Native Vs. Nonnative

Such is the case of kudzu (Pueraria lobata), which was planted across the southern United States. Other examples include hemp (Cannabis sativa), parsnips (Pastinaca sativa), Queen Anne’s lace (Daucus carota), Dame’s rocket (Hesperis matronalis), European buckthorn (Rhamnus catharicus and R. frangula), Tartarian honeysuckle (Lonicera tartarica), multiflora rose (Rosa multiflora), and hundreds more, including plants and animals, and probably microorganisms.

Not all species contribute equally to diversity or ecosystem processes. Indeed, invasive species ultimately result in loss of overall diversity, but not always loss of stability.

Usually, the loss of diversity leads to loss of ecological functions that further impoverish the ecosystem. It is because of nonnative species that natural areas often require active management. A remarkably widespread belief that natural ecosystems will take care of themselves is no longer valid.

Ecosystem restoration design begins by addressing the underlying physical, chemical, and hydrological changes associated with deterioration. Restoration usually involves directly or indirectly mitigating the stressors, then controlling invasive species and reintroducing native species that have been lost or diminished within the community structure.

With restoration, the aim is not necessarily to duplicate past conditions, although by using reference area ecosystems, we gain insight into a community’s composition, structure, and diversity that existed prior to human disturbance.

Instead, the goal is ecological stability and restoration of lost functions or services. As we begin to understand novel ecosystems better, we may gain insight into which nonnative species are invasive, and which are compatible.

Some nonnative species may contribute to desired ecosystem processes, especially if they are better suited to stressors that cannot be corrected.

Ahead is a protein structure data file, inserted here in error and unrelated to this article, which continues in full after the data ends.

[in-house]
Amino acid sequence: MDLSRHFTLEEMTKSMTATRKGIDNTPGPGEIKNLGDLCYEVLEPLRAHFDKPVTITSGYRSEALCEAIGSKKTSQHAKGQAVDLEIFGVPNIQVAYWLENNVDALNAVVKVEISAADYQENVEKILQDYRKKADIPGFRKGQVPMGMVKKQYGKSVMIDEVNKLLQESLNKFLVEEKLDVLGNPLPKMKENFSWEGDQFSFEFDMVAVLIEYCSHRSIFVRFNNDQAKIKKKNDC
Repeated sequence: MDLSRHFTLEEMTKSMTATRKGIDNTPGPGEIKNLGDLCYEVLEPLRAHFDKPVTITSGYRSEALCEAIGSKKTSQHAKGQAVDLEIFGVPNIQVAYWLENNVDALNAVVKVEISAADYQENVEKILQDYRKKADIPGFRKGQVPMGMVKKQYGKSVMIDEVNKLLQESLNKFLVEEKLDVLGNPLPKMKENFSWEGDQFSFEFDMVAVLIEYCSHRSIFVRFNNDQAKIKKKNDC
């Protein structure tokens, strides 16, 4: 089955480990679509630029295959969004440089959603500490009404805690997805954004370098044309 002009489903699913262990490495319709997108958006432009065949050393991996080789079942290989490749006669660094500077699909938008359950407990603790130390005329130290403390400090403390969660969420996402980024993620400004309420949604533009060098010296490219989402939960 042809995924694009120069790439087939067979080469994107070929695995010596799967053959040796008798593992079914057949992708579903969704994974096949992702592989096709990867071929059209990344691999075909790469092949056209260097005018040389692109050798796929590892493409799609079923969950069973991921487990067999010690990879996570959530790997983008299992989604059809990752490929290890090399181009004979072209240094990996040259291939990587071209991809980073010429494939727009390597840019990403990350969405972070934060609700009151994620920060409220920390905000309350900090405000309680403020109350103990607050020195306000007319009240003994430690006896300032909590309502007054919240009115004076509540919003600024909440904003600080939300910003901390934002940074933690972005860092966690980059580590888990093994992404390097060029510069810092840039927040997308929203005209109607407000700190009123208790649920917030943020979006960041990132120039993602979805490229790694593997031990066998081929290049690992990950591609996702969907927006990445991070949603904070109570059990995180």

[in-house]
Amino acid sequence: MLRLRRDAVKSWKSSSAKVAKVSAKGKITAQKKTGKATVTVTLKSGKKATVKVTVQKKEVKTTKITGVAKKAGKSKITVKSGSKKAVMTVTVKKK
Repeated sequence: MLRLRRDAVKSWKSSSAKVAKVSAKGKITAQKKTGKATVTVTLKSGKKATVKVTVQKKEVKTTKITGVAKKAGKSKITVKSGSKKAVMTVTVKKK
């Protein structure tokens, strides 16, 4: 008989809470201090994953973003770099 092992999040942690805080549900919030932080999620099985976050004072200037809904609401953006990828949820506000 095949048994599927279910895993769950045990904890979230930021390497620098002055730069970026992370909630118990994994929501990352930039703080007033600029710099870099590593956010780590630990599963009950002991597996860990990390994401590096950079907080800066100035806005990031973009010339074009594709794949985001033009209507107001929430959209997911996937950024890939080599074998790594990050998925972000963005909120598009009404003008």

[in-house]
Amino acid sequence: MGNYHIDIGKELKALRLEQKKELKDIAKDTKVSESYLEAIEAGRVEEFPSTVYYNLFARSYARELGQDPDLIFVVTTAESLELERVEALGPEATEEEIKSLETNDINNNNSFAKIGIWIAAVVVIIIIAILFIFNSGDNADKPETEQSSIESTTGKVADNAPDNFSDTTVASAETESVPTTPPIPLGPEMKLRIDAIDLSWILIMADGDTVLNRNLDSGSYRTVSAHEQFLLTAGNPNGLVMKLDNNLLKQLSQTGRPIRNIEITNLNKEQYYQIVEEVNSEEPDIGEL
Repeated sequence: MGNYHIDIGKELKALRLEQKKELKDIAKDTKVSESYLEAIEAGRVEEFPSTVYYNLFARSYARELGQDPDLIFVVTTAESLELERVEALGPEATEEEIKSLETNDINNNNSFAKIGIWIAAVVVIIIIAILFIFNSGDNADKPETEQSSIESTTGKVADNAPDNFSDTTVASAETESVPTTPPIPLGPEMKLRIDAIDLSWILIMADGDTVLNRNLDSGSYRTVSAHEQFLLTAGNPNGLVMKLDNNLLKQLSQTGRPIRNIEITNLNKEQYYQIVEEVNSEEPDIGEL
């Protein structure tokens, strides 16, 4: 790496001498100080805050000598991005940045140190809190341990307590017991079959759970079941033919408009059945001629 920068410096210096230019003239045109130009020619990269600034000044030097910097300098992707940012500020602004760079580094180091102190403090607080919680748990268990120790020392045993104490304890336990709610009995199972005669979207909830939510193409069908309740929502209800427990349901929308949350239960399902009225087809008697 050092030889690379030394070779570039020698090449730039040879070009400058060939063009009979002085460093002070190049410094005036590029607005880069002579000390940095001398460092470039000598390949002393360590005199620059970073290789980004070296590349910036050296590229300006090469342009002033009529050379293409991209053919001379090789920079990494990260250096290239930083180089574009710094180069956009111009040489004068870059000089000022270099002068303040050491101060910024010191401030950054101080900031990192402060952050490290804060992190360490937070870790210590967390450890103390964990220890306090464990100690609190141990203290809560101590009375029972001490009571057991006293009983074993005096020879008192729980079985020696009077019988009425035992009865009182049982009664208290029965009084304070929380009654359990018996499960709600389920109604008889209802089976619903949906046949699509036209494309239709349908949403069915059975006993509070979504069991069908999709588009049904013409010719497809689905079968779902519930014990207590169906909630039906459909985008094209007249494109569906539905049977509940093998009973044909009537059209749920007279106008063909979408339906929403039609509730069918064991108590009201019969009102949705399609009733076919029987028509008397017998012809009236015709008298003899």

Where nonnative plants are given the opportunity to grow, prosper, and spread, they may have both positive and negative effects on other species, as well as on ecosystem processes.

Thus, it is necessary to consider each species and each situation independently. Kudzu, for example, is effective in preventing erosion, intercepting precipitation, and providing screening against noise. It is a legume with nitrogen-fixing capability, produces beautiful, fragrant flowers that can attract some native pollinators, and is edible.

However, kudzu is aggressively invasive and leads to a dramatic reduction of all other plants.

Nonnative species especially may be useful where no native species are adapted to the highly altered conditions, but it should be a matter of ethics that new species are screened for invasive potential before being used.


Designing with nature requires knowledge that increases with experience, often more quickly than one might expect.

When designers and ecologists collaborate, the durability of design is improved, and the experiences of users are enhanced, while the designs of novel ecosystems in isolation have fallen short.

Focusing on establishing appropriate ecosystem community characteristics—diversity, productivity, stinginess, dynamics, and stability—in order to maximize beneficial ecosystem services invariably leads to a native-plant dominated palette.

The debate over native versus nonnative species is largely moot when the models of appropriate ecosystem services are derived from reference ecosystems. Within the ecosystem-characteristics framework proposed above, locally adapted native species provide comparable or often superior performance than nonnative counterparts in a novel ecosystem, usually at lower cost.

Native species are less risky. This applies in both large and small areas. In urban lands and pocket parks, native species not only provide the cultural landscape desired but also support rare pollinator insects, a range of beneficial soil organisms, and even birds or larger organisms not common in the urban fabric.

If these are not reasons enough, now more than ever the marketplace encourages the use of native plants and discourages the use of nonnative species.

The indirect cost of invasive species, estimated at hundreds of billions of dollars annually, can no longer be ignored.

The framework proposed above is a refinement of McHarg’s charge; it does not alter his premise but provides greater detail for landscape architects and planners when designing and managing ecosystems.

For the land designer and the land steward, this refinement opens even more common ground to explore with practicing and experienced restoration ecologists.

Steven I. Apfelbaum is a Senior Ecologist certified with the Ecological Society of America, and Chairman of Applied Ecological Services, which works worldwide on the design and construction of urban landscapes and ecological restoration projects.

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